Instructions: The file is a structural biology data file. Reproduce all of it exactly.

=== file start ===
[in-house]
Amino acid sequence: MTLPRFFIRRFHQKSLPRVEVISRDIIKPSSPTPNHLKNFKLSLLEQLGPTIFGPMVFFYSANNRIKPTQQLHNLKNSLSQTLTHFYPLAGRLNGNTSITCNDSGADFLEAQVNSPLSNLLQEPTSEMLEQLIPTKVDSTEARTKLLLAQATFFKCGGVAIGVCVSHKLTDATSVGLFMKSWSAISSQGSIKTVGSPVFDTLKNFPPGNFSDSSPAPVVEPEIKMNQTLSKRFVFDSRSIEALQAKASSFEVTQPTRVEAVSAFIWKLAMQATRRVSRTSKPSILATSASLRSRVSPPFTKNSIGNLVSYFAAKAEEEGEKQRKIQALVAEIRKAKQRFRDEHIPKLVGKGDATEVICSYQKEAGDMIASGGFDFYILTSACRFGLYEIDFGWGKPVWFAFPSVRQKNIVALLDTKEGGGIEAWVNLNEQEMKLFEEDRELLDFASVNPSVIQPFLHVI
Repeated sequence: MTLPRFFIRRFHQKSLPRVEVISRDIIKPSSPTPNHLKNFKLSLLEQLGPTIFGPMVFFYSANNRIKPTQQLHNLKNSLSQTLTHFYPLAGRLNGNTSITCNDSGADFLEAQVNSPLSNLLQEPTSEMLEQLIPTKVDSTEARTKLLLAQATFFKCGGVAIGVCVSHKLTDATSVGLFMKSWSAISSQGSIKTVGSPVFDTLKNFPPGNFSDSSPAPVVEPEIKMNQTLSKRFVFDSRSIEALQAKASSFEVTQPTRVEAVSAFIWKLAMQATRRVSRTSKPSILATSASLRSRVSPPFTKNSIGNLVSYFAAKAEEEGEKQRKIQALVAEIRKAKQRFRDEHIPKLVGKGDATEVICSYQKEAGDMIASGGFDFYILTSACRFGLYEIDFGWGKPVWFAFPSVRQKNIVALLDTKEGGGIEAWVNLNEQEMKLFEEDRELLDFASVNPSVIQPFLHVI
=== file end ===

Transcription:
[in-house]
Amino acid sequence: MTLPRFFIRRFHQKSLPRVEVISRDIIKPSSPTPNHLKNFKLSLLEQLGPTIFGPMVFFYSANNRIKPTQQLHNLKNSLSQTLTHFYPLAGRLNGNTSITCNDSGADFLEAQVNSPLSNLLQEPTSEMLEQLIPTKVDSTEARTKLLLAQATFFKCGGVAIGVCVSHKLTDATSVGLFMKSWSAISSQGSIKTVGSPVFDTLKNFPPGNFSDSSPAPVVEPEIKMNQTLSKRFVFDSRSIEALQAKASSFEVTQPTRVEAVSAFIWKLAMQATRRVSRTSKPSILATSASLRSRVSPPFTKNSIGNLVSYFAAKAEEEGEKQRKIQALVAEIRKAKQRFRDEHIPKLVGKGDATEVICSYQKEAGDMIASGGFDFYILTSACRFGLYEIDFGWGKPVWFAFPSVRQKNIVALLDTKEGGGIEAWVNLNEQEMKLFEEDRELLDFASVNPSVIQPFLHVI
Repeated sequence: MTLPRFFIRRFHQKSLPRVEVISRDIIKPSSPTPNHLKNFKLSLLEQLGPTIFGPMVFFYSANNRIKPTQQLHNLKNSLSQTLTHFYPLAGRLNGNTSITCNDSGADFLEAQVNSPLSNLLQEPTSEMLEQLIPTKVDSTEARTKLLLAQATFFKCGGVAIGVCVSHKLTDATSVGLFMKSWSAISSQGSIKTVGSPVFDTLKNFPPGNFSDSSPAPVVEPEIKMNQTLSKRFVFDSRSIEALQAKASSFEVTQPTRVEAVSAFIWKLAMQATRRVSRTSKPSILATSASLRSRVSPPFTKNSIGNLVSYFAAKAEEEGEKQRKIQALVAEIRKAKQRFRDEHIPKLVGKGDATEVICSYQKEAGDMIASGGFDFYILTSACRFGLYEIDFGWGKPVWFAFPSVRQKNIVALLDTKEGGGIEAWVNLNEQEMKLFEEDRELLDFASVNPSVIQPFLHVI